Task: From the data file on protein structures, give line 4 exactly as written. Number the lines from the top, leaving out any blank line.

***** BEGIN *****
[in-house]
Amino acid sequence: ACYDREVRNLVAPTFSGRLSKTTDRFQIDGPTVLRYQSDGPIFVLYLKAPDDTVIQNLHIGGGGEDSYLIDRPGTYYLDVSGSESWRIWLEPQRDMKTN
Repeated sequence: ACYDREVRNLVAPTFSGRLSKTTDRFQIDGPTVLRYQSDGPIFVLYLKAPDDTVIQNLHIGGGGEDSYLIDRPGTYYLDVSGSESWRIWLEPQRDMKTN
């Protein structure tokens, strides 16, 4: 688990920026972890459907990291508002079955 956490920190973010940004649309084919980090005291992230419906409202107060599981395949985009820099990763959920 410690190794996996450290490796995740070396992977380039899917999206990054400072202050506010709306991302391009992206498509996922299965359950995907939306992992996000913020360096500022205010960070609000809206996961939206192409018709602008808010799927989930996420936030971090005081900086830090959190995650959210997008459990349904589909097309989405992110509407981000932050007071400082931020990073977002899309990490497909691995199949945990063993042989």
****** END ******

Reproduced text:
């Protein structure tokens, strides 16, 4: 688990920026972890459907990291508002079955 956490920190973010940004649309084919980090005291992230419906409202107060599981395949985009820099990763959920 410690190794996996450290490796995740070396992977380039899917999206990054400072202050506010709306991302391009992206498509996922299965359950995907939306992992996000913020360096500022205010960070609000809206996961939206192409018709602008808010799927989930996420936030971090005081900086830090959190995650959210997008459990349904589909097309989405992110509407981000932050007071400082931020990073977002899309990490497909691995199949945990063993042989």